In the more oceanic stations, the common coastal copepods C. furcatus, Nannocalanus minor, O. plumifera, C. speciosus, O. media and F. gracilis showed higher densities, which can be explained by the hydrographic regime, conditioned by the Northern Brazil Current (NBC) driven by trade winds prevailing in the region during almost the whole year (Castro and Miranda, 1998). From January to June, the plume of the Amazon River north of 5°N is primarily located west of 52°W, extending toward the Caribbean, and from August to October, approximately 70% of the water in the Amazon River plume is carried eastward via retroflection of the North Brazil Current, while the remaining 30% is diverted northwest toward the Caribbean (Lentz, 1995). The retroflection of the NBC carries a nutrient-enriched water mass with varying salinities and temperatures in the subsurface layer (varying between 23.5 and 35.9 and between 28.3 and 28.9°C, respectively) (Paiva, 2002). This fertilization of oceanic waters by retroflection of the North Brazil Current allows a denser zooplanktonic community to be sustained that is composed of common coastal pelagic copepods.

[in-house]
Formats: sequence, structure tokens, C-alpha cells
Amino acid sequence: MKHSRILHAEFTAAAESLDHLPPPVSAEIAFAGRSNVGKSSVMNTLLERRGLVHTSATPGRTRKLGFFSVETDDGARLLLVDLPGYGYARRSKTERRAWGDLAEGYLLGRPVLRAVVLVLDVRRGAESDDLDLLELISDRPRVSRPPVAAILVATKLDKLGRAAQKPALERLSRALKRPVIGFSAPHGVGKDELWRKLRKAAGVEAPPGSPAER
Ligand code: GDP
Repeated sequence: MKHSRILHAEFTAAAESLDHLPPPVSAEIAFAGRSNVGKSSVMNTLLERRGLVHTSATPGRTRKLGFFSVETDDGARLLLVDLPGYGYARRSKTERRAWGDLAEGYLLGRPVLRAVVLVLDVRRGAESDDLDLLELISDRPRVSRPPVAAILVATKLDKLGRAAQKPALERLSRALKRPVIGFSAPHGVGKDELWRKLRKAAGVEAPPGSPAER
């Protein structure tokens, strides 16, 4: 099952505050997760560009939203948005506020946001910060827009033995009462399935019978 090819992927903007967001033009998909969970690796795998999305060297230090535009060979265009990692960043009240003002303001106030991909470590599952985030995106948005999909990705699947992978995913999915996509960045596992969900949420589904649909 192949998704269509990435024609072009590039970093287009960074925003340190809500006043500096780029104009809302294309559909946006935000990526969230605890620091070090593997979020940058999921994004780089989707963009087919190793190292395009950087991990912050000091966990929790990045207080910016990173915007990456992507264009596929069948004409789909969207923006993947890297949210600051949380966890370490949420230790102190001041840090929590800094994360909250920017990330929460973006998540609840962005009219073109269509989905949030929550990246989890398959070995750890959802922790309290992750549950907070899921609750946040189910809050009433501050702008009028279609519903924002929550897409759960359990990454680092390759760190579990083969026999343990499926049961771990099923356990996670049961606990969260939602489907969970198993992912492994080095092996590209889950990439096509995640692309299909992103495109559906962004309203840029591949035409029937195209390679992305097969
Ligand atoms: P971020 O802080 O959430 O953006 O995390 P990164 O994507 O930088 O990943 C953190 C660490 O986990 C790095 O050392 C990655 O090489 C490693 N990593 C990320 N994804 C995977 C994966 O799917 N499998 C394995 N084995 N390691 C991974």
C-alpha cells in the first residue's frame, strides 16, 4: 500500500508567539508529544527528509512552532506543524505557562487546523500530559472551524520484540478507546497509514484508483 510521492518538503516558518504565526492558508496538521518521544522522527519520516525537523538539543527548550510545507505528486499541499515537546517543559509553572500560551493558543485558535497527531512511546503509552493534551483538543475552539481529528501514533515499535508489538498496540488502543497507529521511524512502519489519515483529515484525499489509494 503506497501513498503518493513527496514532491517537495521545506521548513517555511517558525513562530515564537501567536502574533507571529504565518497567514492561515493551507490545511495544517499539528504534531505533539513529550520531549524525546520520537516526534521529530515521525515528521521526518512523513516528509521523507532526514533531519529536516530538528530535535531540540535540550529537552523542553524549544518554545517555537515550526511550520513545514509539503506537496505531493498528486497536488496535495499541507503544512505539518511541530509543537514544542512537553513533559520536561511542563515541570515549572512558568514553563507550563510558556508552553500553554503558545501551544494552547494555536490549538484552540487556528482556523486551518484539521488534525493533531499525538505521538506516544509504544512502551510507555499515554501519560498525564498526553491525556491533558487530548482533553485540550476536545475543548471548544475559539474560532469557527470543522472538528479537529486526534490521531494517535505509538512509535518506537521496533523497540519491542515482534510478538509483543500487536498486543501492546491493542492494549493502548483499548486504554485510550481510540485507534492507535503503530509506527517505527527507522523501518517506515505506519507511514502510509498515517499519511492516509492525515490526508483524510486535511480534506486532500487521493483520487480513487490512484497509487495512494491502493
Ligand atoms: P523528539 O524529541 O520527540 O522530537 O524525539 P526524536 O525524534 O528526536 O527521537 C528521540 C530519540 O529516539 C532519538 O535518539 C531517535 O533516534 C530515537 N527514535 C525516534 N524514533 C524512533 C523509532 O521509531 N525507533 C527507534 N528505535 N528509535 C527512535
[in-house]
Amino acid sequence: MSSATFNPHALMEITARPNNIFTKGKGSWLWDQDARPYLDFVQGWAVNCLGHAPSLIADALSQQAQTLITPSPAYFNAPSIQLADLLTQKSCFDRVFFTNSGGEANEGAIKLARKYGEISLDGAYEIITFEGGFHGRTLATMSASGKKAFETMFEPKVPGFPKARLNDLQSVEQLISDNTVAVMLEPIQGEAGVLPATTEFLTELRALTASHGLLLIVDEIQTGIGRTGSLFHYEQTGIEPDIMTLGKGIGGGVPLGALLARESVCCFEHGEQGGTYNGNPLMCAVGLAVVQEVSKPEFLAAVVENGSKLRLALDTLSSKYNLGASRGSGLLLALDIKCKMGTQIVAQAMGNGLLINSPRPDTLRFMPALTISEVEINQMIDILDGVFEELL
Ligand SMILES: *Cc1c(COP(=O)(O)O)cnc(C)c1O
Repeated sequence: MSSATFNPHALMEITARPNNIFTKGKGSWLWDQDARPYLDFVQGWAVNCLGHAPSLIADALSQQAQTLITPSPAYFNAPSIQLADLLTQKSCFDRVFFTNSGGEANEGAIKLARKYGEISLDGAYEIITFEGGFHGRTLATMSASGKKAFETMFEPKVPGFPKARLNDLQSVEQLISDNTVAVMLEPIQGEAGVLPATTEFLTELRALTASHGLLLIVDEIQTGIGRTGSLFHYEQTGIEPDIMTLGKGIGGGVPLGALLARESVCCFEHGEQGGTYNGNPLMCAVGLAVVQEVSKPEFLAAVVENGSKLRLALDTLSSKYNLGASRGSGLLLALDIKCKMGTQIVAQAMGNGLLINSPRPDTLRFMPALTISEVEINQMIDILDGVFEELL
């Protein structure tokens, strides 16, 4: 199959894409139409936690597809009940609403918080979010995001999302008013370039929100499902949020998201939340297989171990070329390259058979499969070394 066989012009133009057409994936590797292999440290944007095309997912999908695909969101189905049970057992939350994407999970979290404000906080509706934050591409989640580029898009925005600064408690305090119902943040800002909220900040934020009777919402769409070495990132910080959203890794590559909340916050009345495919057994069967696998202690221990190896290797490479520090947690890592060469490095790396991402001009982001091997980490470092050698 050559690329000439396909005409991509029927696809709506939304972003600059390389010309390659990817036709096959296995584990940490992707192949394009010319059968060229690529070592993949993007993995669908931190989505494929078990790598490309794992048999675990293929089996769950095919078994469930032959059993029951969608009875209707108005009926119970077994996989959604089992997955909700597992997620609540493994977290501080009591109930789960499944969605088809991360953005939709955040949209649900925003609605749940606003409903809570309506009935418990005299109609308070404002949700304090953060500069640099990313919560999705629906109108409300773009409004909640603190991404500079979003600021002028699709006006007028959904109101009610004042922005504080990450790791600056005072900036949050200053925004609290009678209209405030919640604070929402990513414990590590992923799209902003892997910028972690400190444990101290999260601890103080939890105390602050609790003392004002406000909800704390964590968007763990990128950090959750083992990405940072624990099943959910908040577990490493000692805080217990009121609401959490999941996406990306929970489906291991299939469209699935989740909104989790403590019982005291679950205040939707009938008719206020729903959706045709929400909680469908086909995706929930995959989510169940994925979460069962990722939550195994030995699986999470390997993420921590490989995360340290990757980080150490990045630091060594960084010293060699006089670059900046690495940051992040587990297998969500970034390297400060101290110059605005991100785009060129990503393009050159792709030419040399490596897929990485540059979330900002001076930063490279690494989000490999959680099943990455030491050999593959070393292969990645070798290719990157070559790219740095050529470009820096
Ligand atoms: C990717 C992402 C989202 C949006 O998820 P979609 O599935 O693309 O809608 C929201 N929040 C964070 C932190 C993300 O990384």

Other zooplankton groups were also abundant at some stations and showed a wide distribution, such as the chaetognaths and decapods. All of the species recorded in this group are predominantly predators of the zooplanktonic community. Their diet consists mainly of copepods, exerting a considerable influence on the structure of lower trophic levels (Pearre, 1980). Additionally, the holoplanktonic decapod Belzebub faxoni (cited as Lucifer faxoni) was found to be common in studies conducted in coastal areas of the Amazon (Melo N.F.A.C. et al., 2014; Conroy et al., 2016). According to Longhurst and Pauly (1987), this decapod is an important species in neritic tropical plankton, where salinity is lower, as is the case for the Amazon plume.